Non-commodity costs: the cost of inaction

Non-commodity energy costs are rising and are forecast to continue on their current trajectory well into the next decade. But before we go into the details of what’s rising and why, it is essential to understand the definition of non-commodity costs in relation to energy. From the perspective of the energy user, the non-commodity costs make up the ‘other’ charges on the energy bill. These charges cover two key areas, the network that delivers our energy, and the policy that supports the government in developing a green economy. The key network costs comprise of: TNUoS and DUoS, which are the national and local level costs of using the grid, the CCL (Climate Change levy), CfD (Contract for Difference), FiT (Feed in Tarrif), and the CM (Capacity Market) are all there to ensure abundant renewable generation and a balanced system with enough secure generation. As the grid smartens up, more complex generation is enabled, and the need for renewable energy continues to increase, these costs will rise.

The future of the energy sector is not one that relies on conventional carbon based generation to very simply turn up and down based on demand, but one that will see negative prices for wholesale energy and generation in many different forms. Consumers and producers of energy will merge into prosumers as concepts such as electric car batteries stabilising local grids when renewable generation is low become mainstream. Complexity more often than not equals costs, and as we transition to the new energy smart grid of the future, we must pay our way to reach that goal.

So how do the next 5 years look for businesses using a lot of energy?

Take a business that consumes 1 GWh (1000 MWh) of energy per year. They have an approximate total spend of £130,000, comprised of both wholesale energy costs and non-commodity costs. Let’s break that down further. Year on year until 2024, the wholesale price of energy is forecast to remain at just under £50,000 of the bill or 38% of the total. By 2024, the wholesale cost comprises of just 28% of the total bill. That means the remaining 72% of the bill will be non-commodity costs or £125,000. As the UK infrastructure adapts to a more decentralised and diversified energy supply, and local networks upgrade to accommodate a smarter grid, the costs of network and distribution charges will increase to facilitate this change. Going back a couple of years from 2024 to 2022, we will see the cost of supporting renewable generation increase as more of it comes on to the grid. The Contracts for Difference, which gives greater stability of revenue to renewable generators in a volatile wholesale market, will see an increase as more renewable generation emerges (likely to be onshore wind). Other green policies from the government will have finished by 2022, with the Renewable Obligation for example no longer applicable as of last year (2017).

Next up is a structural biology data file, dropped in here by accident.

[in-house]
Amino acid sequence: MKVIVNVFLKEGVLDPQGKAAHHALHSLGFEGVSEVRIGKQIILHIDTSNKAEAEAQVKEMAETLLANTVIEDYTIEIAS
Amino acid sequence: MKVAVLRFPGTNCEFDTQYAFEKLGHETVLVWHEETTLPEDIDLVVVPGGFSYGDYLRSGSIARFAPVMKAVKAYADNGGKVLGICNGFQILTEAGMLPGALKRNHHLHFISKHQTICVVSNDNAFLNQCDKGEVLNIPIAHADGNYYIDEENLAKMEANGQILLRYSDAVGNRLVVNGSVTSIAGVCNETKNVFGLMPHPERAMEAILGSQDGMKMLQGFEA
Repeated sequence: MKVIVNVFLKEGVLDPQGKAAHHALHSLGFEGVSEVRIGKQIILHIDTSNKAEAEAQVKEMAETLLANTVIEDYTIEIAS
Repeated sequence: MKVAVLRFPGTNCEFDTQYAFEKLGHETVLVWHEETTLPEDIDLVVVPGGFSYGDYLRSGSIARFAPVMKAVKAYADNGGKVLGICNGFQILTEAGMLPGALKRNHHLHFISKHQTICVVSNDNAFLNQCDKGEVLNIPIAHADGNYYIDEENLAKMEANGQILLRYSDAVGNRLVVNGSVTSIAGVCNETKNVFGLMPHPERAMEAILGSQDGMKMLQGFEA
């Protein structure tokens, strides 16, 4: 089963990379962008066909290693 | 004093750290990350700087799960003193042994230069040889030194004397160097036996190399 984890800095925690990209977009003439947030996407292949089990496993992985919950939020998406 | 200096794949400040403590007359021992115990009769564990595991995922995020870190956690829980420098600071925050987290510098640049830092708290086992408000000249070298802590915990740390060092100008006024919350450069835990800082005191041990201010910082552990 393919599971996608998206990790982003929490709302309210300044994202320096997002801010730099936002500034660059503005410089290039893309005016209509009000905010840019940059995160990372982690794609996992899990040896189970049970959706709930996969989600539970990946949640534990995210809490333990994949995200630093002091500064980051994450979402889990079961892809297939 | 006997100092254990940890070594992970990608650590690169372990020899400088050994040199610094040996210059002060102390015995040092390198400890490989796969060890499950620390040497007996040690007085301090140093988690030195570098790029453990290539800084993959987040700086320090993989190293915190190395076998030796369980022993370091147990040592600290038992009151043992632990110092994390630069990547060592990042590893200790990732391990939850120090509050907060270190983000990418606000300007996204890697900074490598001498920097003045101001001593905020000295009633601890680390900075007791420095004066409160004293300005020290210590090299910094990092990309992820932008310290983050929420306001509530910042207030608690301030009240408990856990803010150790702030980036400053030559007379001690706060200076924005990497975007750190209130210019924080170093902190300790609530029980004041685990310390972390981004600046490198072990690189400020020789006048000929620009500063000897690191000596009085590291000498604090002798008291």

Going back a fair few years now to 2012, wholesale energy costs comprised 72% of the energy bill. That will turn on its head in the coming decade. The cost of inaction for commercial and industrial businesses will be in the hundreds of thousands. Therefore businesses need to act quickly in order to adapt to the rising costs of the energy market. There are ample ways to counter the upward trend, many of which are very low cost and easy to implement. Staff behavioural change can save companies tens of thousands of pounds per annum by incentivising the right behaviour patterns. Retrofitting office space, warehouses, and factory floors can reduce net energy spend by as much as 10% on average per annum. On site generation, demand management and demand side response can then optimise energy consumption for individual sites. By cutting winter peak energy usage and investing in on site generation, businesses can avoid huge network costs while maintaining a stable supply.

Get in touch today to learn how you can reduce your overall energy spend and optimise your energy usage at info@buyelectricityonline.com.

Andrew

ABOUT THE AUTHOR

Andrew
Andrew has over 25 years of experience as a consultant in the UK electricity and gas industry.

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